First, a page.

NOTE: Boxwood may be referred to as Buxus spp. in this article, in fact, those are the same plants, Buxus spp. is the botanical name for Boxwood.
70 species of slow-growing broadleaf evergreens with small, rounded, and leathery leaves are in the Buxus genera. B. sempervirens and B. microphylla are the two species that are found in most of the garden forms. Most of the boxwood varieties used in modern landscaping are dwarf varieties, such as B. sempervirens ‘Suffruticosa’, a popular plant for hedges and topiaries.
The Korean is a dwarf variety of Buxus sinica. It is just 2 feet tall and has a slightly greater spread. These dwarf boxwood shrubs have a rounded, compact growth habit and are prized for their densely packed, light-green leaves.
Why does my Buxus spp. roots have rot?
If left untreated, root rot on your Boxwood (Buxus spp.) can be fatal. For this reason, if the symptoms appear, we highly advise that you adhere to our recommendations to keep your plant alive: Blackened and softened roots.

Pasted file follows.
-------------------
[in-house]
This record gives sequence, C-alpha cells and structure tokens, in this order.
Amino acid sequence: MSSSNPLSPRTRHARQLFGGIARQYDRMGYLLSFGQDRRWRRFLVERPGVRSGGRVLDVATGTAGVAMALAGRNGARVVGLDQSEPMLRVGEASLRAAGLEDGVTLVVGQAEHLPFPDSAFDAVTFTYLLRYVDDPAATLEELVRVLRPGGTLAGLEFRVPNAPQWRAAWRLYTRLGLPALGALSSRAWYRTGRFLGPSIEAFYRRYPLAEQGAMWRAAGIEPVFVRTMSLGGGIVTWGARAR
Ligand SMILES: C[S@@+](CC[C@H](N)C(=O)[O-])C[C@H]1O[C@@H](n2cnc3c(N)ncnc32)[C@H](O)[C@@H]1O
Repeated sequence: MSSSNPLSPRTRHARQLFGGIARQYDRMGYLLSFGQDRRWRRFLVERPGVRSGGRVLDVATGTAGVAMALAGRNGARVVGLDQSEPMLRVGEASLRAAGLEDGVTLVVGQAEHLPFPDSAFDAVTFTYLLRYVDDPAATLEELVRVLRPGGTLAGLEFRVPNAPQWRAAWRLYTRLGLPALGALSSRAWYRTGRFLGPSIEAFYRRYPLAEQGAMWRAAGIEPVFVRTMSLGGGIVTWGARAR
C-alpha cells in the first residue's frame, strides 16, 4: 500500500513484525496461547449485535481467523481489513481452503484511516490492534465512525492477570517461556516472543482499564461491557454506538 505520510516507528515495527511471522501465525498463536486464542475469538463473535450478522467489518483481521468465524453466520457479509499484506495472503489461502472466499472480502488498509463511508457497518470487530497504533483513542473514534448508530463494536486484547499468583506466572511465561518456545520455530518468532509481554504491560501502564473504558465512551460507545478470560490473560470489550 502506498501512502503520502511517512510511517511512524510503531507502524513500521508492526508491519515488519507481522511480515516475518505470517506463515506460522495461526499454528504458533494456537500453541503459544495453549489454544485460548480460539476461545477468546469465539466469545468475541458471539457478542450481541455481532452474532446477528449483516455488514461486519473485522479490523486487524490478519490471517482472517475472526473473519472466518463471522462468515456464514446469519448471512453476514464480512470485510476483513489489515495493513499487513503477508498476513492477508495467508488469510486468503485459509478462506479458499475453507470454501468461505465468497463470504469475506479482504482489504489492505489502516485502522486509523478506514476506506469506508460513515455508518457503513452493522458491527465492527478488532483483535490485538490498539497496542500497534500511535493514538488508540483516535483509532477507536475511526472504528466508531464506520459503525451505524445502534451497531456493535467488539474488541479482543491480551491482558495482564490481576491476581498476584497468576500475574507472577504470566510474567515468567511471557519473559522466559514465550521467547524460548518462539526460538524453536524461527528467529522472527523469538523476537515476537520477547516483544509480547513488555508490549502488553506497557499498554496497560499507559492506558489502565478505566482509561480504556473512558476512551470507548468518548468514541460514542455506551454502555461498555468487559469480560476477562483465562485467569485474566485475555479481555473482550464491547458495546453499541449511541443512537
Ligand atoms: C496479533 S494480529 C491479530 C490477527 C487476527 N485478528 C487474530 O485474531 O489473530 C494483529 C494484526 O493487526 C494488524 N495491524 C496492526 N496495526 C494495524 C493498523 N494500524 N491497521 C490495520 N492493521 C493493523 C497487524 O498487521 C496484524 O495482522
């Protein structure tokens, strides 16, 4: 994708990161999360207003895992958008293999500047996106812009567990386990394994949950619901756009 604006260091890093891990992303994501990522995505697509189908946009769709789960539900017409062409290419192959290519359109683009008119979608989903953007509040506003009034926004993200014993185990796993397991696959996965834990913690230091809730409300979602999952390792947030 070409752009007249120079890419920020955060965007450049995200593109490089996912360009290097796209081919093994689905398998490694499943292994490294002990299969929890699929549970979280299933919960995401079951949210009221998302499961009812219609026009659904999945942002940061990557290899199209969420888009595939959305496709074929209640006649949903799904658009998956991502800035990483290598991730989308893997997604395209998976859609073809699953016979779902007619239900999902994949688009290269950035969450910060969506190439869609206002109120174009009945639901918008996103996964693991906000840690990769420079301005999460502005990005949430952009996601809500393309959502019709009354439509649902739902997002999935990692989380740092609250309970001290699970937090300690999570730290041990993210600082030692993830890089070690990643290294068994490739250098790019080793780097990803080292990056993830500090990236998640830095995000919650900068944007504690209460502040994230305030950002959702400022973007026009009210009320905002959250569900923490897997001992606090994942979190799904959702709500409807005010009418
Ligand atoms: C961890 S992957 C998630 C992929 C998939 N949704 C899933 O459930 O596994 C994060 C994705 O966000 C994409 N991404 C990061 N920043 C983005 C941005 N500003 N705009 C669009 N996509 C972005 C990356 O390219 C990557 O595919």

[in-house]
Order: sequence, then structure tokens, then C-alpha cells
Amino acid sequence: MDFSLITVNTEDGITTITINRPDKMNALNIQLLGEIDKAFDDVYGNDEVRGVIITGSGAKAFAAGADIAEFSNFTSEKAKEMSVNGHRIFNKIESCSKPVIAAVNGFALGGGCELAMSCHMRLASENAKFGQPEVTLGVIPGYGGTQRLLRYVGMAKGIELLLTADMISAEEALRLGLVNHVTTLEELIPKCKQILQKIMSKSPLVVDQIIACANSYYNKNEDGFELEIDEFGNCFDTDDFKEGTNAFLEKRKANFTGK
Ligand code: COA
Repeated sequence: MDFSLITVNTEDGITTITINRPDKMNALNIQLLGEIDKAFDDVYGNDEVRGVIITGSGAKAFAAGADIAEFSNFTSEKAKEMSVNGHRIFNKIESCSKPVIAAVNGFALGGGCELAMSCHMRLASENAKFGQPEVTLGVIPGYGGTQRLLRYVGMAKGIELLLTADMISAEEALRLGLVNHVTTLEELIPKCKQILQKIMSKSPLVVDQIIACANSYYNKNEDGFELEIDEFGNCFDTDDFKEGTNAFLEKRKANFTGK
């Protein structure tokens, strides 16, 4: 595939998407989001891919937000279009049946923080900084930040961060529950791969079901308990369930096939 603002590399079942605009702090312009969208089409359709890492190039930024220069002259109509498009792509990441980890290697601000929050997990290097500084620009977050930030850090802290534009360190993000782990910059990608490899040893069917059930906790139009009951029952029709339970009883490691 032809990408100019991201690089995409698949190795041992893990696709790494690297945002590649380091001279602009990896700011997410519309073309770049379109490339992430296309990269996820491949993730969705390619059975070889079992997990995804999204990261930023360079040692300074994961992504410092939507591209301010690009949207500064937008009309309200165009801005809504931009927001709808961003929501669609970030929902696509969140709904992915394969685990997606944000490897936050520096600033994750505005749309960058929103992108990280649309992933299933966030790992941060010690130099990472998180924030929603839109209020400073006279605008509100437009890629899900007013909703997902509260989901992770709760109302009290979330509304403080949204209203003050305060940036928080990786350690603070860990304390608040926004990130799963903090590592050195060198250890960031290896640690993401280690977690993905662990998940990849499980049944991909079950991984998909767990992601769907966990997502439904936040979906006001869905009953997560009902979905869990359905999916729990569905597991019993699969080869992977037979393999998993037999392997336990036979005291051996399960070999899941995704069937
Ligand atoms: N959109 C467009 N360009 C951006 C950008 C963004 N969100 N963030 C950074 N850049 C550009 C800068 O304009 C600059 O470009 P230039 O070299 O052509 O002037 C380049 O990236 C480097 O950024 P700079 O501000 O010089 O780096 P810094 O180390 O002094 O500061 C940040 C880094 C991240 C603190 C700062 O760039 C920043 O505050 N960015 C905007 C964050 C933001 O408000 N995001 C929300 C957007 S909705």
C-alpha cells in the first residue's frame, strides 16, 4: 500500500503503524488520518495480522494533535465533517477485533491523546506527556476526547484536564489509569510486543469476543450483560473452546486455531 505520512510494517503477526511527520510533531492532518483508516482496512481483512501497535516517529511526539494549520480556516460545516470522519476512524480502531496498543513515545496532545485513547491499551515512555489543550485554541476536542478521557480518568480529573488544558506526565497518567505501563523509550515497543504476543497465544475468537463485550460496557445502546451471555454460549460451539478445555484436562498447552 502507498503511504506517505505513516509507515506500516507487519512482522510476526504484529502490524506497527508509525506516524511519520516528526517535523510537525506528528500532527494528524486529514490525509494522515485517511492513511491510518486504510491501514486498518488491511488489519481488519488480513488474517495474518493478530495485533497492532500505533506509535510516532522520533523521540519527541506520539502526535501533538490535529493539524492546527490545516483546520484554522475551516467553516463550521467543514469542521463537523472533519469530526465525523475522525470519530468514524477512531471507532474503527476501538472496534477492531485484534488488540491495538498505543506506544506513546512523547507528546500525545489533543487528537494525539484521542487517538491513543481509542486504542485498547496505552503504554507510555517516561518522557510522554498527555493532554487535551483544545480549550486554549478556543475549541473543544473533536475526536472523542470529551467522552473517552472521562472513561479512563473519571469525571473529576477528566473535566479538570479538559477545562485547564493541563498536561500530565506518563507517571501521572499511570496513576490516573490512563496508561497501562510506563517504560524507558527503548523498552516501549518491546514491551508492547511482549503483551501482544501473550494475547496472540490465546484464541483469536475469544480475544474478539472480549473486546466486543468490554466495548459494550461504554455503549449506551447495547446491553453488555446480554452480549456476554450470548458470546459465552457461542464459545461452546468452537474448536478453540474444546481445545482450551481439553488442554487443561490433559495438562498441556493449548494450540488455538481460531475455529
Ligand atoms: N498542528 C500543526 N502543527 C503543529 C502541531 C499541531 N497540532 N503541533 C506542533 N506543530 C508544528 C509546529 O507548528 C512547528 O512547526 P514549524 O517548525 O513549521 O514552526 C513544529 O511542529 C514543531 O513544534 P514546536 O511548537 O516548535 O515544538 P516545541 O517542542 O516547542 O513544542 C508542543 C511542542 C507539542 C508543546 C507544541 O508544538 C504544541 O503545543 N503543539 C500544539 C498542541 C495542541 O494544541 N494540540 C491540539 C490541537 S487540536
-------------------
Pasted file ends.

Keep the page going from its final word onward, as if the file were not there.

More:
Why does my Boxwood have gray mold spots?
A particular fungus that frequently affects flowers and spreads quickly is known as gray mold spots. This fungus is most likely to blame if you see any brown (or gray) spots. Don’t ignore these signs because doing so could cause your plant to die.
The solution is quite logical when you know the cause of the problem. Most of the time, it is due to overwater of the Buxus spp.. We advise you to remove the infected parts of the plant, cut off the infected roots and leaves, then repot your plant using sterile potting soil and a clean pot.
Why does my Boxwood have leaf spots?
If your plants exhibit symptoms like rapid color changes in the leaves or leaves that wilt or droop, we give you all the information you need to recognize them and rescue your plants. For owners of Boxwood, this kind of illness is among the most distressing.